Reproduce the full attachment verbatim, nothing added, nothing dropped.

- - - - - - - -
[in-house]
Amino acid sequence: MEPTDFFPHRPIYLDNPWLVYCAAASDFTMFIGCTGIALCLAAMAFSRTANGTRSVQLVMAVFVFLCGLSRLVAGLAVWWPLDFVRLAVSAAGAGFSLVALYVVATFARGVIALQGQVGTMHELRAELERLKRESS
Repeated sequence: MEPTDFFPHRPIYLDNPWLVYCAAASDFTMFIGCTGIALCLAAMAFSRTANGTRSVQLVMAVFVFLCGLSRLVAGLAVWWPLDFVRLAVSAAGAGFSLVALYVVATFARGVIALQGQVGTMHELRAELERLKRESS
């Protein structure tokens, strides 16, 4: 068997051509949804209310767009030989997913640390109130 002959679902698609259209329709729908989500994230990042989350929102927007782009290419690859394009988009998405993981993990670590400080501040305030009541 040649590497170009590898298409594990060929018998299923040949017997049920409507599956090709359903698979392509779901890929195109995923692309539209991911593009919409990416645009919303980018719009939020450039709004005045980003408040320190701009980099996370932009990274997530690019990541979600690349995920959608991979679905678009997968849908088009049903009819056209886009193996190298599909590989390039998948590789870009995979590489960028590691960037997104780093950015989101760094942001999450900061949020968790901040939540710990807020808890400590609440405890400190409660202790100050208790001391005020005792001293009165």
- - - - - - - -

[in-house]
Amino acid sequence: MEPTDFFPHRPIYLDNPWLVYCAAASDFTMFIGCTGIALCLAAMAFSRTANGTRSVQLVMAVFVFLCGLSRLVAGLAVWWPLDFVRLAVSAAGAGFSLVALYVVATFARGVIALQGQVGTMHELRAELERLKRESS
Repeated sequence: MEPTDFFPHRPIYLDNPWLVYCAAASDFTMFIGCTGIALCLAAMAFSRTANGTRSVQLVMAVFVFLCGLSRLVAGLAVWWPLDFVRLAVSAAGAGFSLVALYVVATFARGVIALQGQVGTMHELRAELERLKRESS
């Protein structure tokens, strides 16, 4: 068997051509949804209310767009030989997913640390109130 002959679902698609259209329709729908989500994230990042989350929102927007782009290419690859394009988009998405993981993990670590400080501040305030009541 040649590497170009590898298409594990060929018998299923040949017997049920409507599956090709359903698979392509779901890929195109995923692309539209991911593009919409990416645009919303980018719009939020450039709004005045980003408040320190701009980099996370932009990274997530690019990541979600690349995920959608991979679905678009997968849908088009049903009819056209886009193996190298599909590989390039998948590789870009995979590489960028590691960037997104780093950015989101760094942001999450900061949020968790901040939540710990807020808890400590609440405890400190409660202790100050208790001391005020005792001293009165």